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Schaffer on Machine Philosophy, Pt. 6: The Ideology of Charles Babbage January 11, 2015

Posted by Will Thomas in History of Economic Thought, Schaffer Oeuvre.
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We continue the “Machine Philosophy” series with Schaffer’s examination in two essays of the work and thought of mathematician Charles Babbage (1791–1871):

1) “Babbage’s Intelligence: Calculating Engines and the Factory System,” Critical Inquiry 21 (1994): 203-227. [BI]

2) “Babbage’s Dancer and the Impresarios of Mechanism,” in Cultural Babbage: Technology, Time and Invention, edited by Francis Spufford and Jenny Uglow (London and Boston: Faber and Faber, 1996). Reproduced here. [BD]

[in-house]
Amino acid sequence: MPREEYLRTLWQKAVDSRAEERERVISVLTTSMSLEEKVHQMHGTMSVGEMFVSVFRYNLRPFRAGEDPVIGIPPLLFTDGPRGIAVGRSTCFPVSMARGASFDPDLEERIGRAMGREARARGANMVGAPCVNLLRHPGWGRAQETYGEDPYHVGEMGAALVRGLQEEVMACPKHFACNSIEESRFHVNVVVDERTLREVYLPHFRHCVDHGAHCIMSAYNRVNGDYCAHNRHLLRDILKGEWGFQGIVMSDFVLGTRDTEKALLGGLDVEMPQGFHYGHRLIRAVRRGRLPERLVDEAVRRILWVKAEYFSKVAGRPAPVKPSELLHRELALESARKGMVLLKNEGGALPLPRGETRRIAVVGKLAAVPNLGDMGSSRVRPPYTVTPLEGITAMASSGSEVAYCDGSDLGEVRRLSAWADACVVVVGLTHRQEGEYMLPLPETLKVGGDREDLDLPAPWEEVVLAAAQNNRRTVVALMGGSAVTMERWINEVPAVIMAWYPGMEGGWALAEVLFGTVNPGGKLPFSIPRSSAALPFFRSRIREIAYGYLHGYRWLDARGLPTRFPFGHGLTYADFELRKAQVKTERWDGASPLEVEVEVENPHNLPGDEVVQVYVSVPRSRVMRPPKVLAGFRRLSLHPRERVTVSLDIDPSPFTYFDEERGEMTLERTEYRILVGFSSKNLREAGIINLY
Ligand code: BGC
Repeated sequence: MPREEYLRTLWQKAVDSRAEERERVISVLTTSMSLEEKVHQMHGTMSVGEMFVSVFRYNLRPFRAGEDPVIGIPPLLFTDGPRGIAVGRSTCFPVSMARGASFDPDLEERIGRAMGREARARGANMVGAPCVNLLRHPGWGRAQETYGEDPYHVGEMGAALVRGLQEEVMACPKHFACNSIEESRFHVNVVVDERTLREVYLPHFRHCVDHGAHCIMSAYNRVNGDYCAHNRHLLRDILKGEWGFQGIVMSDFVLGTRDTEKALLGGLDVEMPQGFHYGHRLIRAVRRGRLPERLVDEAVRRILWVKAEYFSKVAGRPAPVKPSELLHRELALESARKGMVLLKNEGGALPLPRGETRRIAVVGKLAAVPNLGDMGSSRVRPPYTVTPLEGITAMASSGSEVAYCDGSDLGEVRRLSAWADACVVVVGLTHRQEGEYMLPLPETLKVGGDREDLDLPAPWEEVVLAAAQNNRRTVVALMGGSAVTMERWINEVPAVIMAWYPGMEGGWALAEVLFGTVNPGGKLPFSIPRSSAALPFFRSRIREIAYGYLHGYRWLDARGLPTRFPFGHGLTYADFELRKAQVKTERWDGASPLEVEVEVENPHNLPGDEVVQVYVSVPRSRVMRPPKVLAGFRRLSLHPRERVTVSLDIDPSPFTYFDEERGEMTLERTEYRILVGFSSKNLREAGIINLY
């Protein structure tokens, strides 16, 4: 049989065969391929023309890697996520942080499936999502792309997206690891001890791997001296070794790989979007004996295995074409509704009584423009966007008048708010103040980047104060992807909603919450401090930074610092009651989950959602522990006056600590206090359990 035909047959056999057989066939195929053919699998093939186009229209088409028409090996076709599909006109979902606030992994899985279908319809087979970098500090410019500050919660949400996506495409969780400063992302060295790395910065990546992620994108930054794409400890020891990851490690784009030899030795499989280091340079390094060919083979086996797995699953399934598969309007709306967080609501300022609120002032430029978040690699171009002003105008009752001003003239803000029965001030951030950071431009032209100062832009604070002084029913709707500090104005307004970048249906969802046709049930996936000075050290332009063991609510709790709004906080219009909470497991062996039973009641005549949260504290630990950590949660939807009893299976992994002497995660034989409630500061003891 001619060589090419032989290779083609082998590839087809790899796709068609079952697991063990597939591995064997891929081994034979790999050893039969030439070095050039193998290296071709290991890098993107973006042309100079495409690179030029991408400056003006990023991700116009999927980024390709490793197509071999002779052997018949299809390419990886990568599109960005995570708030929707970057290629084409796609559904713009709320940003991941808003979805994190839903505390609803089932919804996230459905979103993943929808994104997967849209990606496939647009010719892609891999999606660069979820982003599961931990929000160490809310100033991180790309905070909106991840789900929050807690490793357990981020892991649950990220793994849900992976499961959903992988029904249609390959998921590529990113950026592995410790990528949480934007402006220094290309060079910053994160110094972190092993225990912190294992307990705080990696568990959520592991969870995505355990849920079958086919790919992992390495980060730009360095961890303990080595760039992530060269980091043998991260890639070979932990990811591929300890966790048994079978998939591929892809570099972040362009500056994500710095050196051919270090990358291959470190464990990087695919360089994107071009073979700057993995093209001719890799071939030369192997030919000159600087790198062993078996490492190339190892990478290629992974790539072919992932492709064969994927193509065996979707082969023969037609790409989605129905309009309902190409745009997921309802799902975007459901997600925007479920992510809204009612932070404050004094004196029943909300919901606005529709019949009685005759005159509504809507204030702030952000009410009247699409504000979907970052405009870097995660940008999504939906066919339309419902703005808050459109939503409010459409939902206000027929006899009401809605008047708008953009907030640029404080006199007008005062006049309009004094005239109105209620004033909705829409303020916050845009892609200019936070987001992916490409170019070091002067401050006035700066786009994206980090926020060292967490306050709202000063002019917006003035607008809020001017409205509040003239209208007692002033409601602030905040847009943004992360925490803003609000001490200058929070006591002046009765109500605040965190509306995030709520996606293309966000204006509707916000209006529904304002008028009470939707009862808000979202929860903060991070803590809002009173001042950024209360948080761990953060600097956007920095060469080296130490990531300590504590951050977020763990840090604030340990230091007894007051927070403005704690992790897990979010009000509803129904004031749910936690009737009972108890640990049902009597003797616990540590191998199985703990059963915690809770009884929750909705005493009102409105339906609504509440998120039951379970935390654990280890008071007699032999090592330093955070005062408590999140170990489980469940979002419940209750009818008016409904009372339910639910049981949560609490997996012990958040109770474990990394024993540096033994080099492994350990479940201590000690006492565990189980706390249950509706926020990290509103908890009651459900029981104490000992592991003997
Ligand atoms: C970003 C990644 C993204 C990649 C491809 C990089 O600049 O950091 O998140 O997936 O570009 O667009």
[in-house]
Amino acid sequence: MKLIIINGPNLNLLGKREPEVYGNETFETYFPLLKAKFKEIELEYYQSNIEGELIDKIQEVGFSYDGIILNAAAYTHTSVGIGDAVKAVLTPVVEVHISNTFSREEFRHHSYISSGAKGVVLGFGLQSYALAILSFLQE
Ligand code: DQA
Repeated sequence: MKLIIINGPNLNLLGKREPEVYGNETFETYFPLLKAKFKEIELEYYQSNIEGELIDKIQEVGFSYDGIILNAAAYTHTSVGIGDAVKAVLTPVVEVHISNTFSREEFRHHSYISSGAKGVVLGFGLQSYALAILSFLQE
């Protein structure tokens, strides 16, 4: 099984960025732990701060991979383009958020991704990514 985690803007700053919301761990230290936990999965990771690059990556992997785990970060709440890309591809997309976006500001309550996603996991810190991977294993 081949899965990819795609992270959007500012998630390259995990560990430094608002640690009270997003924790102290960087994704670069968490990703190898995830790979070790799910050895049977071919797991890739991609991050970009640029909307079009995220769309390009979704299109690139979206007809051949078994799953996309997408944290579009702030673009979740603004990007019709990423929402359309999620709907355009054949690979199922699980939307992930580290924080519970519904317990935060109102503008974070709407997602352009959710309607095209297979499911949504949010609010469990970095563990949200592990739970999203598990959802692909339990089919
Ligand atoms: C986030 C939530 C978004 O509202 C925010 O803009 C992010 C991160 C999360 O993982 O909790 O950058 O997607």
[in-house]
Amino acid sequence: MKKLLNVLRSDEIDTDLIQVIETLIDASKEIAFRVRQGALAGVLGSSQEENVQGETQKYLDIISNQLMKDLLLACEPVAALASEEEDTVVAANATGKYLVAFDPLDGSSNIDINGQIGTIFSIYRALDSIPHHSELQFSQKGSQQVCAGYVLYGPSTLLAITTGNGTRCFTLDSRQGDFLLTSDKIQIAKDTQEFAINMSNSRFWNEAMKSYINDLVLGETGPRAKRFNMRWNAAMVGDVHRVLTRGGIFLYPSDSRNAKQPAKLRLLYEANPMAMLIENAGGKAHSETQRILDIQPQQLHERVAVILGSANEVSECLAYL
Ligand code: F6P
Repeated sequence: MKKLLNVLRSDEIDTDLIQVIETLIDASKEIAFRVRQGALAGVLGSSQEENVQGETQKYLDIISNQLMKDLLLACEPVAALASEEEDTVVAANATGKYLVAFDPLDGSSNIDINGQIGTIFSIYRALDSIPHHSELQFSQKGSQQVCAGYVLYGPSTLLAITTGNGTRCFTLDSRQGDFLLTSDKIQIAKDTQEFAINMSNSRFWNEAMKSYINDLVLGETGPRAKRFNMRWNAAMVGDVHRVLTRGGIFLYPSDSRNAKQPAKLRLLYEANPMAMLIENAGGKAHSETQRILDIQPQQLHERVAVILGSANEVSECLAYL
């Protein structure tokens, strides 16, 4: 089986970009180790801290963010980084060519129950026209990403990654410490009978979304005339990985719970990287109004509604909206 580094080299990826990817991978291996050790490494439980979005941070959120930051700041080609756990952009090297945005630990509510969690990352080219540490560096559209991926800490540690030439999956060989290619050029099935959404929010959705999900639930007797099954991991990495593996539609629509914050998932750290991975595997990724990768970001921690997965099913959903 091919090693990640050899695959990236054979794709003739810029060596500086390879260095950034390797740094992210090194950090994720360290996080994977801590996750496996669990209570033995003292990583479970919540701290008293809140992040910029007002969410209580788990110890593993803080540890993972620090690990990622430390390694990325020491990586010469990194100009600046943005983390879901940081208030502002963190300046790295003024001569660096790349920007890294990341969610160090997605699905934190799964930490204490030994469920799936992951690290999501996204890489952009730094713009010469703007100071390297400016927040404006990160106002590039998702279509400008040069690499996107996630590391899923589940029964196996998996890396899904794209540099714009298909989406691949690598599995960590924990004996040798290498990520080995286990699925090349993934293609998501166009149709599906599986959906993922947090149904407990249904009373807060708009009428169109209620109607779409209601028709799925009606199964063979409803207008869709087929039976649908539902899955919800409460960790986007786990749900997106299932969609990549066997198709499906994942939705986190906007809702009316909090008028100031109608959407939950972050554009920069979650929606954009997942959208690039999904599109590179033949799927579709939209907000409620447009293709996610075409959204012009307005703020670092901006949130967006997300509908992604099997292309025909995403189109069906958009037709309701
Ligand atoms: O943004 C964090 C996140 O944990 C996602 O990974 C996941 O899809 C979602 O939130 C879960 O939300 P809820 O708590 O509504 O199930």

From Charles Babbage, Passages from the Life of a Philosophy (1864)

From Charles Babbage, Passages from the Life of a Philosopher (1864)

These essays were published early on in Schaffer’s concern with “machine philosophy,” but they depict the chronological culmination of that philosophy’s ideological potential. In Schaffer’s telling, Babbage’s “lifelong campaign for the rationalization of the world” (BD, 53) was manifested in 1) his mechanization of not simply physical, but mental labor through his calculating engines; 2) his thinking concerning the factory system of manufactures, which, by the time he worked, was deep into its ascendancy in the British economy; and 3) his “Ninth Bridgewater Treatise” on the nature of God and miracles.